Star Wars: Tales of the Jedi was a series that focused on the origins and lives of two different former Jedi that fans have always loved. One such Jedi is Ahsoka, whose life before and after the events of Order 66 was explored in the series. However, we do know that the Ahsoka novel, released in 2016, also details Ahsoka’s life after Order 66 but is quite different from episode 6 of Tales of the Jedi. So, is the Ahsoka novel still canon after Tales of the Jedi?
It is possible that the events of Tales of the Jedi were only a retelling of the Ahsoka novel and not an overhaul of what happened to Ahsoka. That’s because Dave Filoni claimed to have worked with EK Johnston, the author of the novel. As such, there is no telling if the series retconned the book or simply retold it.
At this point, we are yet to hear from Disney or Lucasfilm regarding whether or not the Ahsoka novel has been retconned and relegated to Legends by the release of Star Wars: Tales of the Jedi. But the thing that we do know is that it is likely that Tales of the Jedi is the new canon if it actually overhauled the events of the Ahsoka novel. That said, let’s talk more about this issue.
How Different Is Tales Of The Jedi To The Ahsoka Novel?
While Star Wars: Tales of the Jedi focuses on two different former Jedi that have grown to have different views from the Jedi Order, one of the things that we do know is that Ahsoka Tano’s story didn’t lead her to the path of evil. We all know this as she became an important part of the early days of the Rebellion against the Empire. And Tales of the Jedi allowed us to see her early life as well as the days she spent after the events of Order 66.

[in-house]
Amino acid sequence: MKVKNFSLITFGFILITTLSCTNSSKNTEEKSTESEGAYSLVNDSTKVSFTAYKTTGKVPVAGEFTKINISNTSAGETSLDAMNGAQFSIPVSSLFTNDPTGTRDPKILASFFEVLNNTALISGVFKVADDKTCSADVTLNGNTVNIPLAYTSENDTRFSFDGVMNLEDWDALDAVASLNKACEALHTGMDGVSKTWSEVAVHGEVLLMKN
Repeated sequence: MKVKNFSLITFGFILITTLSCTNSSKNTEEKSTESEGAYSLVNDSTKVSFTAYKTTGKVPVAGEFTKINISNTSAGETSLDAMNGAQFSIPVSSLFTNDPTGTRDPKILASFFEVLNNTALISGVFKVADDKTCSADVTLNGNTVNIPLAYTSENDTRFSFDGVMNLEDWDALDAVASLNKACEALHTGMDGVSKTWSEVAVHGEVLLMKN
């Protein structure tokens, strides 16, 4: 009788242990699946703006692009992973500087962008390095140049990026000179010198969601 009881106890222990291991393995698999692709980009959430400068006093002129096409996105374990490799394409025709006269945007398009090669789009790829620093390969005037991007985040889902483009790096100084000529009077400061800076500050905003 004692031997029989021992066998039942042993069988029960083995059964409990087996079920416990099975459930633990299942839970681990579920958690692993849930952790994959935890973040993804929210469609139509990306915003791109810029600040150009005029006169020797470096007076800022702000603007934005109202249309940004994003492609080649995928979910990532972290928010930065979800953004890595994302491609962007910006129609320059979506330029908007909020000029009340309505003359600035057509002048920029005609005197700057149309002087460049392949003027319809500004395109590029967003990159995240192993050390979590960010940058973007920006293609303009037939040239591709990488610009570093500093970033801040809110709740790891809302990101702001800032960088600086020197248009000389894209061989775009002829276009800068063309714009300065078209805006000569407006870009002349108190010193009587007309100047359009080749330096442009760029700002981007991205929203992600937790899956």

But the thing about Tales of the Jedi is that Ahsoka’s story in the series is somewhat different from what has already been established about the character in the 2016 Ahsoka novel released by EK Johnston. In that regard, let’s look at how different they are from one another to get a better perspective.
Both stories happen to show that Ahsoka had become uninterested in the affairs of the world after the fall of the Jedi Order during the events of Star Wars Episode III: Revenge of the Sith. That’s why, in both the series and the book, she retreated to a simple life far from the center of the Empire, as she settled down as Ashla in a farming community on a planet that focuses on a rural kind of lifestyle.
But the thing is that, aside from that, there are a lot of differences between the events of the book and the ones we saw in the animated series. Still, it was clear that, for a while, she enjoyed a somewhat simple life that allowed her to focus more as a laborer while the Empire was out there searching for Jedi that may have survived the events of Order 66.
In the Ahsoka book, things got messy when the Empire started occupying the town she lived in. Ahsoka tried to work with the townspeople while ensuring that her identity was kept a secret. However, she eventually confessed that she was a Jedi when she used the Force to stop an incoming bolt from a blaster.
There is also a portion in the book where she saved a Force-sensitive child from getting captured by the Empire. In that regard, she felt that she needed to do more for the community around her when she rescued the child.
However, things were portrayed differently in Tales of the Jedi because Ahsoka needed to use the Force to save a friend from getting crushed by hay bales. She didn’t expose herself to everyone except for the girl that she saved and her brother. In fact, it was the brother that reported Ahsoka to the Empire in the hopes that he would get rewarded for telling them about the location of a Jedi.